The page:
The abolition of a 5-percent annual quota increase will make it more difficult for Ukrainian steelmakers to market their products in the EU.

45 European steelmaking companies, including ArcelorMittal, ThyssenKrupp and Tata Steel, requested the European Commission to review the current steel safeguard system in the EU. There is a list of seven proposals that actually tighten current safeguard measures.

The European steelmakers are supported by the European Steel Association (EUROFER). Repeated statements by a steel giant, ArcelorMittal, on reduced steel production in Europe due to a low domestic demand seem to be an additional leverage over Brussels.

What is proposed by the European steelmakers:

1. Abolishing a 5-percent annual quota increase. (The first quota increase will take place soon, on 1 July 2019.)

The European manufacturers are intensely lobbying this idea in the European Commission. Perhaps this is exactly why they made up the list of seven proposed amendments advocating the principle “ask more to get less.”

What are their arguments? The Europeans explain it by the fact that the demand for steel in the EU doesn’t grow as fast as it was envisaged in the quota management rules, i.e. 5 percent per annum. In our opinion, this argument is a bit sketchy. However, a 5-percent increase applies only to imports rather than to the total steel consumption in the EU. Imports account for 20 to 25% in the EU steel consumption structure depending on the product. Therefore, a 5-percent quota growth will increase the demand in the EU market by 1–1.25%. An increase in the steel demand of up to 1% has actually been projected in the EU.

If the current situation does not change, importers will be able to increase their supplies at a rate that corresponds to the market growth rate. It is obvious that on such conditions it will be difficult for European companies to boost sales. However, the abolition of a 5-percent indexation will enable local companies to increase their market shares.

What does it mean for Ukrainian steelmakers and other importers? The cancellation of a 5-percent quota increase will have serious consequences. It will significantly restrict their ability to increase sales in the EU. A 5-percent quota increase was the only chance to do it.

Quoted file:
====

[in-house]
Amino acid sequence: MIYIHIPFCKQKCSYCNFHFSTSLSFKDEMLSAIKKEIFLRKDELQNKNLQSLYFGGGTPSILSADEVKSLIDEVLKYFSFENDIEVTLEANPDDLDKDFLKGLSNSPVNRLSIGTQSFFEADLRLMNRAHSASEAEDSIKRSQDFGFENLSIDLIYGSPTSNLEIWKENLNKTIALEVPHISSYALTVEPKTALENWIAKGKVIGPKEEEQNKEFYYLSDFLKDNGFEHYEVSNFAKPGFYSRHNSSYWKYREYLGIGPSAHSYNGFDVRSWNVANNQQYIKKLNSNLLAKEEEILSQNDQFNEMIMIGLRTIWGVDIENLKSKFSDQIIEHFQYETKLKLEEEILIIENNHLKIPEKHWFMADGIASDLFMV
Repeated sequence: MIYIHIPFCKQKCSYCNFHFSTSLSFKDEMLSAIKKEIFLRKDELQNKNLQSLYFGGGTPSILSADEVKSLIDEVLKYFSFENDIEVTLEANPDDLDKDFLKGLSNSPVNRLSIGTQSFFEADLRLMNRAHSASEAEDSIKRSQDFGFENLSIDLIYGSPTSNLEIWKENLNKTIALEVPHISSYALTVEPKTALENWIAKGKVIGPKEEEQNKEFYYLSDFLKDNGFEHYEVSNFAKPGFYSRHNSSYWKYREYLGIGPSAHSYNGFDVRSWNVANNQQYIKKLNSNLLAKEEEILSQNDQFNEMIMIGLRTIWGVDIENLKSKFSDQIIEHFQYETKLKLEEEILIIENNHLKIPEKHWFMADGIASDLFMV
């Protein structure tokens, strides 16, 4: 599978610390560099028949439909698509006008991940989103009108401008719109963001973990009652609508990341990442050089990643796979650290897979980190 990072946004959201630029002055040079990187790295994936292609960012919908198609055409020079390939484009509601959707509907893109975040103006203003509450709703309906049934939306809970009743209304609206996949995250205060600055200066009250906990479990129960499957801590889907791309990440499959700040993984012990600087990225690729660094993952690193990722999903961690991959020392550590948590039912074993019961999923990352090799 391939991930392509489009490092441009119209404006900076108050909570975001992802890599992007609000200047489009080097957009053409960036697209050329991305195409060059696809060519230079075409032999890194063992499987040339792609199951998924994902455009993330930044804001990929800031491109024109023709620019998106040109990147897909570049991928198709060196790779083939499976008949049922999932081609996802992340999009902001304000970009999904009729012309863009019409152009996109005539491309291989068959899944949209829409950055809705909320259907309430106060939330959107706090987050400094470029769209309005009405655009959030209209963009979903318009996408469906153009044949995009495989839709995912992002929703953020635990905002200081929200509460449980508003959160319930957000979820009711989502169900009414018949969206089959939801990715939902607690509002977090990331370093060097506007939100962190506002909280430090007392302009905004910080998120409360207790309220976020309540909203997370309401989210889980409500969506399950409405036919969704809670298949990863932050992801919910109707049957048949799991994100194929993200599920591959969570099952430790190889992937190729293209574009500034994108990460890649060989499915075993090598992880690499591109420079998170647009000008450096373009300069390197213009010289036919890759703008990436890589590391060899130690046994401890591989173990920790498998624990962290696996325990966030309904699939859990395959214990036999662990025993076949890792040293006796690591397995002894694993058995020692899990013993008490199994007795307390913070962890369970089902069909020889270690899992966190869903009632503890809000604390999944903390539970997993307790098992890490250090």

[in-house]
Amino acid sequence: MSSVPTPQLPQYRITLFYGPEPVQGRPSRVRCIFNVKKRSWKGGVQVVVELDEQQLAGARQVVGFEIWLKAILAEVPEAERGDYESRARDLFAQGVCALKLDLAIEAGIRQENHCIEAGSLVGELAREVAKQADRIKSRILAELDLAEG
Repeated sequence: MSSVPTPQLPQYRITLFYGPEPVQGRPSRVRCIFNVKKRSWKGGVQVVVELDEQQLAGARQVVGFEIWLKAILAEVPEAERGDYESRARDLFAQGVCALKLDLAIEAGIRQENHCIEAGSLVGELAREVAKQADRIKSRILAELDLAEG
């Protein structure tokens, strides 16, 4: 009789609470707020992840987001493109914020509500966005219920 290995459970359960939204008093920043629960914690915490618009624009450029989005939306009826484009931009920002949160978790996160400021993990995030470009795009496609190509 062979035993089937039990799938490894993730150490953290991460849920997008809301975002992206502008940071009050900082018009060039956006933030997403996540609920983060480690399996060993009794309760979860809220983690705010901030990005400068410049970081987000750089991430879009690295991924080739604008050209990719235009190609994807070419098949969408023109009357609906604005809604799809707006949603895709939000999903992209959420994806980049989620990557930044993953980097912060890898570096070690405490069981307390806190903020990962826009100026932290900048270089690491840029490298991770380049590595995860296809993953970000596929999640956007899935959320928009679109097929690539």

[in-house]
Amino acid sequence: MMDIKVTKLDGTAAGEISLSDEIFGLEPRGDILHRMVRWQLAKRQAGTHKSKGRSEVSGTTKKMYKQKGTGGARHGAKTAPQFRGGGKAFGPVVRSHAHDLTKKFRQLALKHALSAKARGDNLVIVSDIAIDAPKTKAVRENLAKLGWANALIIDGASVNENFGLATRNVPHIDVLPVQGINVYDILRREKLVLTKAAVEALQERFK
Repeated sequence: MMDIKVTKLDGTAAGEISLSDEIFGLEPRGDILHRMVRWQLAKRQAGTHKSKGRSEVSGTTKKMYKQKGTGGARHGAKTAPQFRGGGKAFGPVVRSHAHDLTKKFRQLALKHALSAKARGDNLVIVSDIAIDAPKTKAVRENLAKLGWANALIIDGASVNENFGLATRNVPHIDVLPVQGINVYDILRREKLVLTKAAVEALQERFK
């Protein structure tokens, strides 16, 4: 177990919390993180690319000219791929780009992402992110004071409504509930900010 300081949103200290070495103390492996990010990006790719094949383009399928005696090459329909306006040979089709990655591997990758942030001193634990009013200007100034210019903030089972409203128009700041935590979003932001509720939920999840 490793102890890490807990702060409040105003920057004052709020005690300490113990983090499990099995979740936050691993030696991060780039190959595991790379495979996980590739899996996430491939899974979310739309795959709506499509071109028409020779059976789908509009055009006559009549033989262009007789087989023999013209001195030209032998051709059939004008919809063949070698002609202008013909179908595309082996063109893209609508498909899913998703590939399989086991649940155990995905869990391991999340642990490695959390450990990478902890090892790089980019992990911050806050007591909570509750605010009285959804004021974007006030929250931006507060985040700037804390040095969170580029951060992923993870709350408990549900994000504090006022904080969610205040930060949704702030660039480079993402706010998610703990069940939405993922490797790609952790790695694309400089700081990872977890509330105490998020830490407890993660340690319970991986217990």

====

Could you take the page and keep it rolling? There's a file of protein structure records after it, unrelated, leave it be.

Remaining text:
2. Introducing quarterly allocation of country-specific quotas.

At present, quotas are valid for 12 months (except for the first period that will end soon, from 2 February till 30 June). What will it mean for importers? Firstly, it will be more difficult for them to interact with buyers. European consumers will be less interested in imported products, especially at the end of the quarter, as they will run the risk of filling the quotas.

Secondly, quotas will have to be used at an even pace. While now Ukraine uses its quota for such products as plate and wire rod too slowly, after the introduction of quarterly allocation, the unused balance in the previous quarter will merely expire. It means that it won’t be possible to transfer the quota to the remaining period of the year. Why is it a problem? The thing is that the market situation is constantly changing. In a certain quarter or month, the situation may be worse as compared to the next one. The demand for products is not homogeneous either. If the quota is used at an even pace, it will be filled more in some quarters and less in other quarters.

3. Limiting the use of residual quotas by countries that have exhausted their own.

It can create serious problems for our steelmakers as Ukrainian quotas for cold rolled products and seamless pipes had been almost exhausted by 10 June. However, there are large unused balances of global quotas for these products. We could increase our exports using those quotas.

In case this principle is cancelled, we will not be able to seize this opportunity.

4. Introducing country-specific quotas for imports of hot rolled flat products.

Now the quota for hot rolled flat products is global. If country-specific quotas are introduced, the market will become segmented and competition will reduce. What does it mean for Ukraine? On the one hand, pressure on prices will reduce, on the other hand, it will be impossible to increase sales.

5. Review of category 4B (metallic coated sheets for use in automotive applications). According to European manufacturers, metallic coated sheets for non-automotive applications (4A) were imported to the EU as category 4B products.

6. Establishing a mechanism for prompt exclusion from the scope of safeguards for developing countries WTO members in case when their share in the overall imports of the product to which the safeguards apply exceeds 3%.

These two measures have little to do with Ukraine.

7. Developing a plan for introduction of import quotas after Brexit.

It means that the quotas will be reduced. The UK will be excluded from consumption volumes. The thing is how new volumes will be calculated. If a specific country’s imports to the UK are deducted from the volume of quotas, which makes sense, it will be possible to avoid adverse consequences. In other cases, there will be certain risks.


Trade restrictions are being increasingly tightened. Low demand for steel forces the governments to support domestic manufacturers. Some unprecedented measures have been introduced. Thus, Egypt has introduced a duty on semi-finished products (billets). As European companies expect low domestic demand, they are trying to cut imports. Well, it keeps getting worse.